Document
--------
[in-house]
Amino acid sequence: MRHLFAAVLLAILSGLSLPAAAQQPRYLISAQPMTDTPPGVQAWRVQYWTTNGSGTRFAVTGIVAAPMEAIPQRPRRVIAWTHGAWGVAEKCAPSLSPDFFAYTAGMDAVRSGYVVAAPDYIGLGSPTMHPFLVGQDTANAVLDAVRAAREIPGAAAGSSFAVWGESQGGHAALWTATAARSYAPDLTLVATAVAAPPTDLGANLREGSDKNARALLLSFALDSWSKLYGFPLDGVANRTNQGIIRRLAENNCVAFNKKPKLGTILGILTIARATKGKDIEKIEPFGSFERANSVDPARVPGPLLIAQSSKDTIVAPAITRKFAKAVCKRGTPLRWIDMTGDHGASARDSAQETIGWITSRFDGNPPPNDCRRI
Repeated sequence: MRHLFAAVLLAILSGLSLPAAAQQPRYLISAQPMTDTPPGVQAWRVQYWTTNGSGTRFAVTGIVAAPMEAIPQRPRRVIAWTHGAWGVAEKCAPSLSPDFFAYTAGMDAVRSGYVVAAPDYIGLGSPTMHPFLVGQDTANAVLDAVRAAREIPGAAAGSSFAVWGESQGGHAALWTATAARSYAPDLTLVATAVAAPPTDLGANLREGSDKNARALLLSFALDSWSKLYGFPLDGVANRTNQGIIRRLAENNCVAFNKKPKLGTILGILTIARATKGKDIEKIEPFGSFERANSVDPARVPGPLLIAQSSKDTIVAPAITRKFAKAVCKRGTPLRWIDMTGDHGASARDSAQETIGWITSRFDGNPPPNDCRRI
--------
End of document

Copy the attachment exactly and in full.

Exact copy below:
[in-house]
Amino acid sequence: MRHLFAAVLLAILSGLSLPAAAQQPRYLISAQPMTDTPPGVQAWRVQYWTTNGSGTRFAVTGIVAAPMEAIPQRPRRVIAWTHGAWGVAEKCAPSLSPDFFAYTAGMDAVRSGYVVAAPDYIGLGSPTMHPFLVGQDTANAVLDAVRAAREIPGAAAGSSFAVWGESQGGHAALWTATAARSYAPDLTLVATAVAAPPTDLGANLREGSDKNARALLLSFALDSWSKLYGFPLDGVANRTNQGIIRRLAENNCVAFNKKPKLGTILGILTIARATKGKDIEKIEPFGSFERANSVDPARVPGPLLIAQSSKDTIVAPAITRKFAKAVCKRGTPLRWIDMTGDHGASARDSAQETIGWITSRFDGNPPPNDCRRI
Repeated sequence: MRHLFAAVLLAILSGLSLPAAAQQPRYLISAQPMTDTPPGVQAWRVQYWTTNGSGTRFAVTGIVAAPMEAIPQRPRRVIAWTHGAWGVAEKCAPSLSPDFFAYTAGMDAVRSGYVVAAPDYIGLGSPTMHPFLVGQDTANAVLDAVRAAREIPGAAAGSSFAVWGESQGGHAALWTATAARSYAPDLTLVATAVAAPPTDLGANLREGSDKNARALLLSFALDSWSKLYGFPLDGVANRTNQGIIRRLAENNCVAFNKKPKLGTILGILTIARATKGKDIEKIEPFGSFERANSVDPARVPGPLLIAQSSKDTIVAPAITRKFAKAVCKRGTPLRWIDMTGDHGASARDSAQETIGWITSRFDGNPPPNDCRRI